He always seemed tormented, but what set his performances apart were his painstaking efforts to hide that torment. With those alternately dewy and reptilian eyes peering out from below a looming forehead covered by a sheath of skin so thin as to make its contents look unnervingly susceptible to direct sun or strong winds, John Cazale probably wasn’t anybody’s handsome, but given time he surely would have found the leading roles he desrved. Take a look at the younger actors lining up to sing his praises in Richard Shepard’s I Knew It Was You: Rediscovering John Cazale: Philip Seymour Hoffman, Sam Rockwell, and of course Steve Buscemi, who’s obviously closest to some kind of cinematic heir. You can tell a lot about Cazale by the actors who still revere him more than 30 years after his untimely death at 42. They include not just the talents listed above, but also Meryl Streep, who met him when they did Measure For Measure in the Park, quickly fell in love, and stood by him through his losing fight with cancer, as well as Al Pacino, who looked up to him as a thespian, let him steal a few scenes in their movies together, and who says for Shepard’s camera, “I think I learned more about acting from John than anyone.”
You might not recognize the name, but if you don’t know that face you either weren’t watching movies in the 1970s or haven’t yet caught up with that magnificent decade and its “New” Hollywood. The oft-cited factoid about Cazale is that he was only in five movies, but every one of them was nominated for Best Picture. Now, maybe that means something and maybe it doesn’t, but whether adding texture to the already claustrophobic world closing in on Gene Hackman in The Conversation (1974), or having the world close in on him via a fraternal stranglehold in Godfather II (74), Cazale left unforgettable traces of pathos, desperation and endearingly awkward acts of ingratiation in his wake—qualities not so different from some of those we attribute to Warren Oates, another great, though very different sort of character actor who had a much longer run than Cazale, but who I bring up because he also had a mid-length documentary made about him called Warren Oates: Across the Border (93) that, like I Knew It Was You, is a pretty standard sort of made-for-TV profile yet is elevated by its inspired choice of subject and the genuine affection bestowed upon him. I Knew It Was You, now available on DVD from Oscilloscope, is worth seeking out as an introduction to Cazale or a friendly reminder of what he achieved in such a short period. Among its supplements is an extended interview with Pacino that’s both enlightening and very touching.
Another documentary profile (maybe) of an artist (maybe) on the margins of the mainstream, Exit Through the Gift Shop is also out on DVD from Mongrel, and if you didn’t catch it during its theatrical run last spring, do yourself a favour. Attributed to Banksy, the mysterious English street artist who rose from standard tags to audacious pranks of wry social commentary to six-figure sales at Sotheby’s, the film’s about a guy named Thierry Guetta who ostensibly wanted to make a film about Banksy, but through a combination of incompetence and colossal enthusiasm became instead the subject of Banksy’s crazy, clever, and very, very funny work.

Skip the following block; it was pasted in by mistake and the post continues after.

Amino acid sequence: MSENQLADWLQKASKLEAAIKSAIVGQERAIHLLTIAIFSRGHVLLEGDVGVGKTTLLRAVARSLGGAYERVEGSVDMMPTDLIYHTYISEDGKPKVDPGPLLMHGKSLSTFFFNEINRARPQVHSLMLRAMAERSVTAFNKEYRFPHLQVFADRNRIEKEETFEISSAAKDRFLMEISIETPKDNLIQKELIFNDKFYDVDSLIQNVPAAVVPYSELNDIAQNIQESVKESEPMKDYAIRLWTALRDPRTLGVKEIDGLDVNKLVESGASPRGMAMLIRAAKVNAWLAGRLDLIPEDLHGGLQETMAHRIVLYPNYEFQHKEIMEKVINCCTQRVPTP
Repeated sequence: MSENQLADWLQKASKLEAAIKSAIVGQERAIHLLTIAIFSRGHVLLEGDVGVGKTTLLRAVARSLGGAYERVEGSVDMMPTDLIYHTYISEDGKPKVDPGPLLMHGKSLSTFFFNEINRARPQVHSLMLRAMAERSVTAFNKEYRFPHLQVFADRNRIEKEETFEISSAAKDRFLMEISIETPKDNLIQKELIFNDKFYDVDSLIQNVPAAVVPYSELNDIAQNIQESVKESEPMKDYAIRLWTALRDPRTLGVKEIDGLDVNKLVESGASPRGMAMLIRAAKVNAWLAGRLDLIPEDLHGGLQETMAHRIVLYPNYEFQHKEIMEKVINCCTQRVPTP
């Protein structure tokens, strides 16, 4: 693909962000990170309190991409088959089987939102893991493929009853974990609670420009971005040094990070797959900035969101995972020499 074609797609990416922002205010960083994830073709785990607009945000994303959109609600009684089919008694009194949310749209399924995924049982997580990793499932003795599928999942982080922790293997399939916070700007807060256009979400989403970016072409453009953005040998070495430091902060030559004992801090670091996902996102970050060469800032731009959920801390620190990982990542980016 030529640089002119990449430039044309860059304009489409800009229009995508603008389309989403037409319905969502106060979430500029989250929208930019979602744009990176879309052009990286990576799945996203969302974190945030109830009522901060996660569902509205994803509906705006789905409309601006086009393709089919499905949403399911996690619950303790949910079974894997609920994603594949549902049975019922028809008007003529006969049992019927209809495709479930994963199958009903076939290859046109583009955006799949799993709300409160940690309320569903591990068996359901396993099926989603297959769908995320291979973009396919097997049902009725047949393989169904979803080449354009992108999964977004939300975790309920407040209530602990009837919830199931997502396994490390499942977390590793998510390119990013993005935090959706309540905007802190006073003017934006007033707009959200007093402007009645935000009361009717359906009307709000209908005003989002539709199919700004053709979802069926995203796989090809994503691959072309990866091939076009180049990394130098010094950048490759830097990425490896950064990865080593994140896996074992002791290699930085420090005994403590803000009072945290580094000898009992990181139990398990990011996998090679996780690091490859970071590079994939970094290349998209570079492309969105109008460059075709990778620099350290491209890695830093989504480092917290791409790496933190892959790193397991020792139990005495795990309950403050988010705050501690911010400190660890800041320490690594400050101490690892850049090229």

Thierry is a 21st century variation on the obsessive-compulsive image archivist we find in the stories of Italo Calvino and Javier Marías, or in Camera Buff (79), the brilliant early feature from Krzysztof Kieslowski. Once Thierry gets hold of a video camera he can’t stop shooting for fear he might miss something—a foolproof way of missing out on an entire life. After Thierry logs countless hours of street art in action, and gains the trust of the ruthlessly camera-shy Banksy, he finally churns out a virtually unwatchable documentary about the whole movement that seems to take its designs from Lou Reed’s legendary noise manifesto Metal Machine Music (75), though without the sense of purpose. (Truth is, I kind of like Metal Machine Music.) Banksy, basically as a way to get of him and re-work the footage on his own, talks Thierry into trying his hand at street art instead, and while Thierry seems hardly better with this new medium, his concept-free, wildly appropriative pop art becomes a smash. It’s been pointed out that Thierry’s entire story might be complete bullshit. All I know is, whatever the facts are, the absurdly inarticulate but relentlessly game Thierry gives what’s easily among the funniest performances of the year.
Exit Through the Gift Shop’s coolest extra is probably the postcards and stickers in its sleeve, but there’s also a pretty good short about Banksy that more straightforwardly describes his progress as an artist. It features glowing appraisals from not only the late actor and collector Dennis Hopper, but also art world superstar Damien Hirst. But, just so you don’t get your hopes up, you still don’t get to see Banksy’s face.